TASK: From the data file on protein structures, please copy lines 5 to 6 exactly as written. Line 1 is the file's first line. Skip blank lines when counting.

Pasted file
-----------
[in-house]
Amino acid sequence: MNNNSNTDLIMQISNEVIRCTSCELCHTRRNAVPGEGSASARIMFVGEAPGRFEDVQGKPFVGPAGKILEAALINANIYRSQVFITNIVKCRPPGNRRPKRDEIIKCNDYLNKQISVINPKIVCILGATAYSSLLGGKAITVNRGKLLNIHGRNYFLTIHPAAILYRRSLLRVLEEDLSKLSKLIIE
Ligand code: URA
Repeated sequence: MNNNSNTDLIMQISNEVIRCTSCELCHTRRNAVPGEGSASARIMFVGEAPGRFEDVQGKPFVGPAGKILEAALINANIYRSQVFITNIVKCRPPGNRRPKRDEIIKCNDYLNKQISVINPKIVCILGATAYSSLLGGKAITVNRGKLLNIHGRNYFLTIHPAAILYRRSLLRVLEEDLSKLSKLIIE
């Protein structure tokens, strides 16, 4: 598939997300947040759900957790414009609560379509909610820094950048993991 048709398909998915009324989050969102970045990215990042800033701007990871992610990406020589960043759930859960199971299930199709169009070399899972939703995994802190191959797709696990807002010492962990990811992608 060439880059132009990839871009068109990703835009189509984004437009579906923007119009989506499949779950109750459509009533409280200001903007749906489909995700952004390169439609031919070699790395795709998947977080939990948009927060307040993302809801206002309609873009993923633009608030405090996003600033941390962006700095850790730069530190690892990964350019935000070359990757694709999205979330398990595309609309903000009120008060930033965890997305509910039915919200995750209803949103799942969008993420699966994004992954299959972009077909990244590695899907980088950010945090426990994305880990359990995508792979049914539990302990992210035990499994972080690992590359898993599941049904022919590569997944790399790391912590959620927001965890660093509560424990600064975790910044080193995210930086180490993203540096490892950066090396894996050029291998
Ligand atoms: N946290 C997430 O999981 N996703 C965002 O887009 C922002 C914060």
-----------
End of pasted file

């Protein structure tokens, strides 16, 4: 598939997300947040759900957790414009609560379509909610820094950048993991 048709398909998915009324989050969102970045990215990042800033701007990871992610990406020589960043759930859960199971299930199709169009070399899972939703995994802190191959797709696990807002010492962990990811992608 060439880059132009990839871009068109990703835009189509984004437009579906923007119009989506499949779950109750459509009533409280200001903007749906489909995700952004390169439609031919070699790395795709998947977080939990948009927060307040993302809801206002309609873009993923633009608030405090996003600033941390962006700095850790730069530190690892990964350019935000070359990757694709999205979330398990595309609309903000009120008060930033965890997305509910039915919200995750209803949103799942969008993420699966994004992954299959972009077909990244590695899907980088950010945090426990994305880990359990995508792979049914539990302990992210035990499994972080690992590359898993599941049904022919590569997944790399790391912590959620927001965890660093509560424990600064975790910044080193995210930086180490993203540096490892950066090396894996050029291998
Ligand atoms: N946290 C997430 O999981 N996703 C965002 O887009 C922002 C914060």